Since you only posted a part of the whole picture, this all is just my guess.
I think that "buffer bar" is
:h tabline. They display the current buffer in the corresponding tabs. I guess there are only 4
:h tabpages in that current session and thus only 4 filenames showing.
To give you a solution, I would say not to use tabline as tabs in other general text editors. The tabpage in vim is supposed to work like separating sessions.
Let's examine some terminologies:
- A buffer is the in-memory text of a file.
- A window is a viewport on a buffer.
- A tab page is a collection of windows.
So, the usage of tabpage is twofolds:
Assume, you have set up a beautiful set of splits which you don't want to lose. Now what do you do if you want to look at a buffer with full window height and width? You could do
:h CTRL-W_bar and
:h CTRL-W__ but that would mess up your current splits. So, instead you should open a new tabpage and view that buffer with full height and width, and when you're done you can get back to your previous tabpage where your previously setup splits are left untouched.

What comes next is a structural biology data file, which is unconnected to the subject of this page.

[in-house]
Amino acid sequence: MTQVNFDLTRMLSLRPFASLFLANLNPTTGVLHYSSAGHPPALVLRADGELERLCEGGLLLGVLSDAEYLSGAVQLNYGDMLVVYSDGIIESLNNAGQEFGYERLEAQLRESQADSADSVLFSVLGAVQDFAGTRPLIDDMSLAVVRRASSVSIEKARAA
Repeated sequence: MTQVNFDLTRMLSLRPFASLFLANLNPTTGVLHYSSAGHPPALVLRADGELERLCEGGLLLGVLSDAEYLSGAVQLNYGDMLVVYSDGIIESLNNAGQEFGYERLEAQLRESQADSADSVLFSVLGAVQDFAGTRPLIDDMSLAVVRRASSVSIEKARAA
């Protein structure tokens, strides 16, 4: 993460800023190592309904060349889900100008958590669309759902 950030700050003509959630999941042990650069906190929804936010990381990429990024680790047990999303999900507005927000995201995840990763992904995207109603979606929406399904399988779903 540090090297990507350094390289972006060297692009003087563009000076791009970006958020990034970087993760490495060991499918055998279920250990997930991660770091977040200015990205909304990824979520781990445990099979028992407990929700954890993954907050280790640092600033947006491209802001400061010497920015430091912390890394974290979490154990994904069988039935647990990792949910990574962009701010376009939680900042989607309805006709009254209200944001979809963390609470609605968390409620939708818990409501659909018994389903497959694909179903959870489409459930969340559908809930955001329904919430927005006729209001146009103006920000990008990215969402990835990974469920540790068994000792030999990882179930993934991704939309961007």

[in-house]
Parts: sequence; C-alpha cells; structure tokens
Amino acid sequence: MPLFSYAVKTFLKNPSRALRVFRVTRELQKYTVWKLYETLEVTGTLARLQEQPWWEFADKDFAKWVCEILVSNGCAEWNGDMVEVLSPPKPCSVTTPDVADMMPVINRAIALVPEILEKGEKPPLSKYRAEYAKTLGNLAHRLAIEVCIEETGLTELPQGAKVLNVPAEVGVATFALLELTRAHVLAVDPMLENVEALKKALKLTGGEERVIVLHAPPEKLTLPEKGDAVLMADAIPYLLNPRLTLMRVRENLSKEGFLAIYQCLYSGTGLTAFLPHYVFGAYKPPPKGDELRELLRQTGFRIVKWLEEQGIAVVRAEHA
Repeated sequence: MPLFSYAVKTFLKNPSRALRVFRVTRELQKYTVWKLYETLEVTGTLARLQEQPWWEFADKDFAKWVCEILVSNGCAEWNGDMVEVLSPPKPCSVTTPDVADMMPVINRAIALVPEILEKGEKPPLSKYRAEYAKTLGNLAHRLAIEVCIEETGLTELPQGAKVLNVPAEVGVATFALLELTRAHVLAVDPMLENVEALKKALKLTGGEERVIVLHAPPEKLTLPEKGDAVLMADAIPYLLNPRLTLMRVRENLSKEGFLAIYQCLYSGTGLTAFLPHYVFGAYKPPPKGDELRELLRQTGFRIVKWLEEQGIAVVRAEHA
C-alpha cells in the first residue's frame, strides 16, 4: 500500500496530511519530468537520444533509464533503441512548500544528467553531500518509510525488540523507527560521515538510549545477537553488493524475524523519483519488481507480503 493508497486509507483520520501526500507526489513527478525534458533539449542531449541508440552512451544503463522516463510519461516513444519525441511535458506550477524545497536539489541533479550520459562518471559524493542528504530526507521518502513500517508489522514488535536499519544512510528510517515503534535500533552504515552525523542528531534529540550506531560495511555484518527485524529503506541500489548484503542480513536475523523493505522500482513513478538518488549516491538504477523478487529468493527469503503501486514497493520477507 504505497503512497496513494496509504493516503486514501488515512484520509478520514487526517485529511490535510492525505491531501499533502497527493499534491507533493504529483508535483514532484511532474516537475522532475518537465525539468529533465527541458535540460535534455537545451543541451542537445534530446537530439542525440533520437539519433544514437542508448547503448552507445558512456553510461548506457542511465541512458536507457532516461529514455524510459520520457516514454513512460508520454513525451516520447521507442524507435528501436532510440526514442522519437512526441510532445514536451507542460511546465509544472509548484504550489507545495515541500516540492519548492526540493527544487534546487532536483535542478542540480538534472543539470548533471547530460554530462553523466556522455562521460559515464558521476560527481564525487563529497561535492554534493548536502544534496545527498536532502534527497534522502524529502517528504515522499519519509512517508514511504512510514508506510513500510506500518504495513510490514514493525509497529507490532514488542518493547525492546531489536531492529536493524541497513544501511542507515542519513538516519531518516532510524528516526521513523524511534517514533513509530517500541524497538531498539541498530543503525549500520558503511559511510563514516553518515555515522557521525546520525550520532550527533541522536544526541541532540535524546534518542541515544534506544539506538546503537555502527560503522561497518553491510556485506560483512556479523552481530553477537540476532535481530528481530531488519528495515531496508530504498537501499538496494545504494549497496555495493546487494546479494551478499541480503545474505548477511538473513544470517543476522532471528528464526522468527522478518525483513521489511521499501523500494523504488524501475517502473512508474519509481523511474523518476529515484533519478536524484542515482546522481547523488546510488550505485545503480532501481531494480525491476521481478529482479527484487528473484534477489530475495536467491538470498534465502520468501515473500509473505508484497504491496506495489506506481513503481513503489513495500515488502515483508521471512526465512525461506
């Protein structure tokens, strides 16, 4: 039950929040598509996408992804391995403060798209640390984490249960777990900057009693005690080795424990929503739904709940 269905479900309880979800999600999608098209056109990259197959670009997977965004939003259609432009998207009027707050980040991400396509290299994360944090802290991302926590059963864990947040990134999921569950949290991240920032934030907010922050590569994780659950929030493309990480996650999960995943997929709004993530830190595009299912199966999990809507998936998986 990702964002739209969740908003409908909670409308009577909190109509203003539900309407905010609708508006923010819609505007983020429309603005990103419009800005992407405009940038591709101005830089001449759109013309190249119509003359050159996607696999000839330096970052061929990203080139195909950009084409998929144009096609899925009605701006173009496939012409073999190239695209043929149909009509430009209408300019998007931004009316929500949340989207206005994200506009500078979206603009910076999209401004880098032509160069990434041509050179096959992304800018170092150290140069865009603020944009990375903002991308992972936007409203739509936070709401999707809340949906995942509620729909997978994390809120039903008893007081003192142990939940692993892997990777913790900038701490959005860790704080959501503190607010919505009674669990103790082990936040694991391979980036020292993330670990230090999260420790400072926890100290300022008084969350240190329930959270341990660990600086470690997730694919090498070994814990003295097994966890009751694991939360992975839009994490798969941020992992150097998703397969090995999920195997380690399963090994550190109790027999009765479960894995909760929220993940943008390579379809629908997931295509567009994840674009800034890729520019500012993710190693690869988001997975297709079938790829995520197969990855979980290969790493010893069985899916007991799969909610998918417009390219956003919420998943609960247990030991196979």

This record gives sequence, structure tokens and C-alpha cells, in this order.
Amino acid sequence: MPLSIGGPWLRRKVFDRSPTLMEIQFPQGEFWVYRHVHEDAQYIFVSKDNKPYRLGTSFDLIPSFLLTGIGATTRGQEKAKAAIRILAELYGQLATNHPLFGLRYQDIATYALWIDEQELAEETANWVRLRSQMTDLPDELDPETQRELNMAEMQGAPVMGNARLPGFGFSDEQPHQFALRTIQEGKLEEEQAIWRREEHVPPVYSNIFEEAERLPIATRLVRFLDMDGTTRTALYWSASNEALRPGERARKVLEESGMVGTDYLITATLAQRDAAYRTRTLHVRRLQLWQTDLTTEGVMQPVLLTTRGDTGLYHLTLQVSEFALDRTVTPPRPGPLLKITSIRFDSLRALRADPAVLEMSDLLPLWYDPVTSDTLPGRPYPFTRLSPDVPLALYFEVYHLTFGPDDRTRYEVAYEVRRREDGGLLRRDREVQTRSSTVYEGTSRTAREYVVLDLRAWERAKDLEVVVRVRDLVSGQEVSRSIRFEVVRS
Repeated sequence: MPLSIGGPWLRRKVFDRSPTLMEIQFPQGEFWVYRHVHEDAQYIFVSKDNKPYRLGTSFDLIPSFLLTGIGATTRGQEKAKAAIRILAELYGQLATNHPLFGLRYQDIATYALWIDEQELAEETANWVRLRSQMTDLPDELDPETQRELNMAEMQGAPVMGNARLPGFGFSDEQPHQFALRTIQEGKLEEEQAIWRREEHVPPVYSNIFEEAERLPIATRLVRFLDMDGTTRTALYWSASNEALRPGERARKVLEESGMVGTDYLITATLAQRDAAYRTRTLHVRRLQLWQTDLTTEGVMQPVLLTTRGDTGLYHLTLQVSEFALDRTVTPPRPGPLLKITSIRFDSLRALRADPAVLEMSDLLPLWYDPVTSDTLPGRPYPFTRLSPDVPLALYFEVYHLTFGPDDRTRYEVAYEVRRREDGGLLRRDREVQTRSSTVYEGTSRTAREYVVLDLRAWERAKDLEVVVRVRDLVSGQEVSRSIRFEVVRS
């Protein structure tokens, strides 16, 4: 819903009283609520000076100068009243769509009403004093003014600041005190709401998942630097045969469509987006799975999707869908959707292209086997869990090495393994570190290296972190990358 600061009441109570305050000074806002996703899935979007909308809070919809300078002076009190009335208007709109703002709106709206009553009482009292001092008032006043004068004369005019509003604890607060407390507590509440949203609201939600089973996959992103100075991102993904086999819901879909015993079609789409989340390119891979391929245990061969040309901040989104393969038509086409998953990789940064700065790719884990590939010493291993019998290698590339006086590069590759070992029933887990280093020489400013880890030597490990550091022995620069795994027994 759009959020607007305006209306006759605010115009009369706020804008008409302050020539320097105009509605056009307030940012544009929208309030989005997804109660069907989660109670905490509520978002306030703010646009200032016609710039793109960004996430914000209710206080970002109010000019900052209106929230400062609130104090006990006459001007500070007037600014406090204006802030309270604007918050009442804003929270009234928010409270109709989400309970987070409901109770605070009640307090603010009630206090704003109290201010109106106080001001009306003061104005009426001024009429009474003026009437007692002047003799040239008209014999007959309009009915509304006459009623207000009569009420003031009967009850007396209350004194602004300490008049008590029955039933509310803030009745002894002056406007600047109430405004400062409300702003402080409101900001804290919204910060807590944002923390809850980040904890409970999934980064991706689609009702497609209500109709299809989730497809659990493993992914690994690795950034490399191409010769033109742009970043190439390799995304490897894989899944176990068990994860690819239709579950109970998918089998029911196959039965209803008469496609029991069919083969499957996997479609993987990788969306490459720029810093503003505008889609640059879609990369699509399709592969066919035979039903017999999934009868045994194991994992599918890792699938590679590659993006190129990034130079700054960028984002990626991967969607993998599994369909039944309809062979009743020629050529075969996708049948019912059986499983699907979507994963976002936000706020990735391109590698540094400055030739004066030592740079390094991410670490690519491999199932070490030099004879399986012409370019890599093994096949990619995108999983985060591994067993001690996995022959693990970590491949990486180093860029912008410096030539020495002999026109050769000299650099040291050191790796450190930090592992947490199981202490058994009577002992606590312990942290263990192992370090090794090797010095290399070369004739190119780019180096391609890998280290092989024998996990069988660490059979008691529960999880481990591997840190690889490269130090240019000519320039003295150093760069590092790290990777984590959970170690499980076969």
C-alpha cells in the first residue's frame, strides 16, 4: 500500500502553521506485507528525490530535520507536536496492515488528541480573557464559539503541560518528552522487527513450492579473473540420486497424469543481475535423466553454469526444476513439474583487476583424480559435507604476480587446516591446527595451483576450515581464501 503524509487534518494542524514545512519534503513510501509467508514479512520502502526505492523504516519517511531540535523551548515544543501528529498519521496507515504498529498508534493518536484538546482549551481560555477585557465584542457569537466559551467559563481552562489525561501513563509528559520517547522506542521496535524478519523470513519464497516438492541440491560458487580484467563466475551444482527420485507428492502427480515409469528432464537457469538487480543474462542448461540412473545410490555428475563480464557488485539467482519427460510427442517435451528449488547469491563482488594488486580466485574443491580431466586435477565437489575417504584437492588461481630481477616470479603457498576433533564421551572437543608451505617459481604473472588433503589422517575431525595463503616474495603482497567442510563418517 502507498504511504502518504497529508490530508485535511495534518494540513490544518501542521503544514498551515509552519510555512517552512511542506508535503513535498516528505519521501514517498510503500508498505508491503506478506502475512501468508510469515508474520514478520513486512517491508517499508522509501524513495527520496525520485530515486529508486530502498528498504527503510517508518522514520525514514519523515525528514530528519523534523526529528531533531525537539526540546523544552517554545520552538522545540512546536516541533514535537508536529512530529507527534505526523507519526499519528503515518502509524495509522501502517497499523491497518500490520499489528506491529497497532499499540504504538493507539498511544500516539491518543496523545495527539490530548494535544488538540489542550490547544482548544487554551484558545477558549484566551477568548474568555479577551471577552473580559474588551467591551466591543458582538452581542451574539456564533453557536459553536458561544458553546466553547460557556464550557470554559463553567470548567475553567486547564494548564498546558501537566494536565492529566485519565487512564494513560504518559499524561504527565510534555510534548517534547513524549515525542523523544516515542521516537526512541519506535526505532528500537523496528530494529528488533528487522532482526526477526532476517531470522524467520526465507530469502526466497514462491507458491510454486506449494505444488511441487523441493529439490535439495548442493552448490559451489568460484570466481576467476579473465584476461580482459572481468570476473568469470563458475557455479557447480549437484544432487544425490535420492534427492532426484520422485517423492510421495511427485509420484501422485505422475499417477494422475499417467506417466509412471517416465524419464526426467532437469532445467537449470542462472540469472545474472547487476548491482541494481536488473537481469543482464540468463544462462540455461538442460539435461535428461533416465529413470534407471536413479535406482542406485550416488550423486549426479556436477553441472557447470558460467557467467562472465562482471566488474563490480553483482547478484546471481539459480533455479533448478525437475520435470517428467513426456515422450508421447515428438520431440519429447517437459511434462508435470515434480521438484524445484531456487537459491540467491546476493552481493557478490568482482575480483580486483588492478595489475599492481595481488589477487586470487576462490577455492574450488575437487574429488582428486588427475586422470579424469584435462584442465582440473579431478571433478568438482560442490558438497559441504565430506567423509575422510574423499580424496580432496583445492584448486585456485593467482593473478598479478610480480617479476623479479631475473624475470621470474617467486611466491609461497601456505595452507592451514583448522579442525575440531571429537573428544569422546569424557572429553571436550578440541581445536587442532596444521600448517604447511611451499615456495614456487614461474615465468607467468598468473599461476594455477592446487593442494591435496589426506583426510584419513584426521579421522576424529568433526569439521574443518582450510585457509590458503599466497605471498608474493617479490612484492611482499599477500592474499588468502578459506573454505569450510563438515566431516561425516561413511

Assume, you have a project in
~/projects/project_1 and you open vim in there. Your current working directory in the current session is
~/projects/project_1. Now, if you have to check on a separate project, you could open up another terminal and use a separate vim instance to work in that project. But if project_1 is dependent on project_2 or vice versa, and you need to work on both projects in the same vim instance, because of
:h ins-completion etc. you can open a separate tabpages dedicated to each projects and change the current working directory corresponding to that tabpage with
:h lcd. Now, you have two separate working projects with separate working directories but in the same vim instance.
:h tabpage is not supposed to be used for showing available buffers. You have
:h :ls for that.